The recognition of foreign divorce can affect the ability to remarry and issues such as wills, inheritance, nationality, welfare benefits and the status of any children.
It can also affect what financial relief can be obtained from the courts.
So, what are the rules?
A divorce obtained by a civil court in the UK will be recognised in England. Non-court granted divorce, eg religious Sharia divorces or Beth Din divorces will not usually be recognised.
Where you have been divorced in a court in the European Union and that divorce is compliant with the laws of another member state, then that will almost usually be automatically recognised in England. A Certificate of Divorce is valid across the whole of the European Union.
Problems do arise when you have been divorced outside the European Union. The question then arises whether the divorce was obtained by what we define as “proceedings” or any other means.
So proceedings here include divorces obtained through the courts, but can also include non-court proceedings abroad as well, depending on the degree of that country’s State involvement.
If the foreign divorce is obtained by way of what we define as proceedings, then usually it’s recognised in England, but it must be valid in the country in which it was obtained and at the time of the divorce one of the spouses must have been resident or domiciled or a national of the country in which it was obtained and almost axiomatically both spouses must have had notice of the proceedings.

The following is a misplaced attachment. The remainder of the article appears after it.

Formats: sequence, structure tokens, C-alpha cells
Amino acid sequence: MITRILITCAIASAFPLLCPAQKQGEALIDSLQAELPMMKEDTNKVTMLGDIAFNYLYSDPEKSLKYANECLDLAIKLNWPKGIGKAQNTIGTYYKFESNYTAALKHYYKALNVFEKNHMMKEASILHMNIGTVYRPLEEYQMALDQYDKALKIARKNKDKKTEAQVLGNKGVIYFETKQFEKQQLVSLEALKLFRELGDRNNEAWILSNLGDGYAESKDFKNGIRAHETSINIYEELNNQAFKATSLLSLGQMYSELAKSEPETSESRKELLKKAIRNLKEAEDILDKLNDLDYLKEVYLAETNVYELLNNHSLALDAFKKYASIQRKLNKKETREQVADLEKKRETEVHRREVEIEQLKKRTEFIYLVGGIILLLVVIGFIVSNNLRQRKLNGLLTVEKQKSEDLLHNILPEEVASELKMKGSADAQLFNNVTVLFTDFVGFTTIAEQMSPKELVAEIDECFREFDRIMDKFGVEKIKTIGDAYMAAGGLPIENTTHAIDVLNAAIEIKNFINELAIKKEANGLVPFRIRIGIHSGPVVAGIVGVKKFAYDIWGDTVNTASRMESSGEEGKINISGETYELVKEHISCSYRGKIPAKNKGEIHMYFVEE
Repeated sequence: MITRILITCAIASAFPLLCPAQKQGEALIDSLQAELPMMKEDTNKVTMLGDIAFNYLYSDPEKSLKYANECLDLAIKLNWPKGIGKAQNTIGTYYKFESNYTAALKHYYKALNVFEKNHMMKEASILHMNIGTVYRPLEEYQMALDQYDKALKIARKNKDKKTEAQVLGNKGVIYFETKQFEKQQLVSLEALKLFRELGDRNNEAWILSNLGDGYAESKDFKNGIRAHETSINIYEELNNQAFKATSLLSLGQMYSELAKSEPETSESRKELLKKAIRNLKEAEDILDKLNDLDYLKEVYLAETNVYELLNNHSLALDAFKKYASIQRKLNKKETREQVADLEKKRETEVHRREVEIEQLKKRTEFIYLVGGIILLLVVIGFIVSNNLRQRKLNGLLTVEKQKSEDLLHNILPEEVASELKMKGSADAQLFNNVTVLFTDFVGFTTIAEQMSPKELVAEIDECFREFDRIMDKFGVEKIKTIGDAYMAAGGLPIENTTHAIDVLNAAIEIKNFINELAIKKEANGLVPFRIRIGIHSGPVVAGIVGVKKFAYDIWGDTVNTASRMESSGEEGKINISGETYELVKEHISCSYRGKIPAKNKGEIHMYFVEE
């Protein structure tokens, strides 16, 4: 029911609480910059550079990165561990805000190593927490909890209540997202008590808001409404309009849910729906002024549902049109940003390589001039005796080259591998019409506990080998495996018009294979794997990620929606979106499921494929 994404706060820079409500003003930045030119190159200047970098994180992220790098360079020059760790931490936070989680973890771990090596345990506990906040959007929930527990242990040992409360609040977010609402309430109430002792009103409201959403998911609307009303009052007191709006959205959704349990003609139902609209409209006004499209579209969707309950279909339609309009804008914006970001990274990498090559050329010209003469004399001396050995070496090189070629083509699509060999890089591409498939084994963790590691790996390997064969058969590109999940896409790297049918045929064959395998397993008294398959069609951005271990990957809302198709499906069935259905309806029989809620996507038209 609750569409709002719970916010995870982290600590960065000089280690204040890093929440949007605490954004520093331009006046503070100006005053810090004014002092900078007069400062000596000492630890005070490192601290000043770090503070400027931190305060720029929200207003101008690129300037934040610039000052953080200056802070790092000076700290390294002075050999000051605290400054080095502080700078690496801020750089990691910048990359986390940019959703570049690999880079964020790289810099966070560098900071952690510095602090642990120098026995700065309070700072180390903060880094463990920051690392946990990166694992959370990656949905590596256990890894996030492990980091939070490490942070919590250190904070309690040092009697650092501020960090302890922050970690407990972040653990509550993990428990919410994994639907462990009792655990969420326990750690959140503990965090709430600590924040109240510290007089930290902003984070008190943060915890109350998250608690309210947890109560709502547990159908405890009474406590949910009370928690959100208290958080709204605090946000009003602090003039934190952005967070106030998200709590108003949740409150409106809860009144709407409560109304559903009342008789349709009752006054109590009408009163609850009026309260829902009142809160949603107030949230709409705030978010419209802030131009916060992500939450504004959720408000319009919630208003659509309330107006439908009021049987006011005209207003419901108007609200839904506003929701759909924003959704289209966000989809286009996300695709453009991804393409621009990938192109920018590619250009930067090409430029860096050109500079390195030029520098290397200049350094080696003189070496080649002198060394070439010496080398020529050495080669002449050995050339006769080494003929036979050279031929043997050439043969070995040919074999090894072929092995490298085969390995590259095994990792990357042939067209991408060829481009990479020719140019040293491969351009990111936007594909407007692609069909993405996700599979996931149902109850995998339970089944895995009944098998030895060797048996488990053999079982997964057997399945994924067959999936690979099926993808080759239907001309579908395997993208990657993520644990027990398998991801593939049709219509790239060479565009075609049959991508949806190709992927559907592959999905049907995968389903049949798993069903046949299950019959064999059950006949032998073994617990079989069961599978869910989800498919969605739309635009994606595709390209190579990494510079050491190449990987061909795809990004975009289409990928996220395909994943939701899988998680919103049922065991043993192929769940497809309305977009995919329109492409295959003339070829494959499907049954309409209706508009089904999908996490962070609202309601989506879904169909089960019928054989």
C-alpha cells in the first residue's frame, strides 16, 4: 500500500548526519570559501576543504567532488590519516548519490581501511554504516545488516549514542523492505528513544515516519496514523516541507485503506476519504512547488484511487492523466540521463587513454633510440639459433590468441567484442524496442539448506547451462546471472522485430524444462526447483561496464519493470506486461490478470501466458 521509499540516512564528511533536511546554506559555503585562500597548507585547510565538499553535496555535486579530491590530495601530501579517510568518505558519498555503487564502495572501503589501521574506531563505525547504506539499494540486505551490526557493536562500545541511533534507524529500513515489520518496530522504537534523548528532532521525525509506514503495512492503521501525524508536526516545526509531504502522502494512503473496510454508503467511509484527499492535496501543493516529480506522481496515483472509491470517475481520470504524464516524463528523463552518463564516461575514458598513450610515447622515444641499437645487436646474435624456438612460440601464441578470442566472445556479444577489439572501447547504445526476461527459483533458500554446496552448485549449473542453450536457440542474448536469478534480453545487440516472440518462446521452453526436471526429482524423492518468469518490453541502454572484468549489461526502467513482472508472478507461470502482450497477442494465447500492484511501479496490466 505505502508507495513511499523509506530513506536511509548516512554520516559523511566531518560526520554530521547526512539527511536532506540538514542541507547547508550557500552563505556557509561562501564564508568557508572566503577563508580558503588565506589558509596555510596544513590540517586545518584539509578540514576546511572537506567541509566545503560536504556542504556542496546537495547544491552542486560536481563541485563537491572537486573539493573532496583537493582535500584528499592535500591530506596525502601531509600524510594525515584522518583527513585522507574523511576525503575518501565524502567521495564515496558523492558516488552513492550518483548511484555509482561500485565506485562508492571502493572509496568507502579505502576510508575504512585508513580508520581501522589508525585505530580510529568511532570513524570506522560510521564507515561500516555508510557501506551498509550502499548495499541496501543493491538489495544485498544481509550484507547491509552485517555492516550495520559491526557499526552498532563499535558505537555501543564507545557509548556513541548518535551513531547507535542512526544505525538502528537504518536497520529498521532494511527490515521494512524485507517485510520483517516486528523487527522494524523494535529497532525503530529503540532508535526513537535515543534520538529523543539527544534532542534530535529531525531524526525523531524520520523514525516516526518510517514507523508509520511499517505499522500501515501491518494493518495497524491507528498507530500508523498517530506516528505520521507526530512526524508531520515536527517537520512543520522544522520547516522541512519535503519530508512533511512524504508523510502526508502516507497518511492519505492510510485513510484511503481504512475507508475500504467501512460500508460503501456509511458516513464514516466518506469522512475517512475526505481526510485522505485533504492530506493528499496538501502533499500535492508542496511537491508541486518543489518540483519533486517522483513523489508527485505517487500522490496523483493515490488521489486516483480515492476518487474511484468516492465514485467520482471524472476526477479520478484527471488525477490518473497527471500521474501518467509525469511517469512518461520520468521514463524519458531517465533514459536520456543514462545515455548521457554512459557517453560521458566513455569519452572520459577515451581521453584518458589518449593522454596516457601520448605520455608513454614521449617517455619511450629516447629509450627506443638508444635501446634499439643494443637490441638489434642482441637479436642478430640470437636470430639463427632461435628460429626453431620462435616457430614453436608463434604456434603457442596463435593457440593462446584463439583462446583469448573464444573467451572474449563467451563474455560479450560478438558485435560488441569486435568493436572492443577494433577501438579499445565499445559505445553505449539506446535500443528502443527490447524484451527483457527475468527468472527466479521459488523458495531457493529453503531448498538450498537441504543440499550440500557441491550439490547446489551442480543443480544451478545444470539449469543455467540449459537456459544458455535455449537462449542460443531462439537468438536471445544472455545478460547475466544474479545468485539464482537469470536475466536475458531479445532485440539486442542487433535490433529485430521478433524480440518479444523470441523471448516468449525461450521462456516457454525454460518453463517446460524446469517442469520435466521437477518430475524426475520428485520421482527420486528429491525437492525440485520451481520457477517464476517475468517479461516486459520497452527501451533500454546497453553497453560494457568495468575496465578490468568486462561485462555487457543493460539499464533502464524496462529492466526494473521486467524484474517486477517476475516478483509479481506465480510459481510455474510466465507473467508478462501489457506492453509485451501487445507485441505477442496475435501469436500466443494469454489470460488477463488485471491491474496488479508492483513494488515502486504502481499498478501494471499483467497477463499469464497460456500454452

Where the divorce hasn’t been obtained through proceedings, then, there are tougher rules.
So neither spouse can be habitually resident in the UK for a year before they divorce. Both parties must be domiciled in the country in which they were divorced, or in a country that recognises that form of divorce.
To be recognised, the divorce should have been started and finished in the same country.
Sometimes there are public policy issues as to why we would not recognise a foreign divorce, but that is not a common occurrence.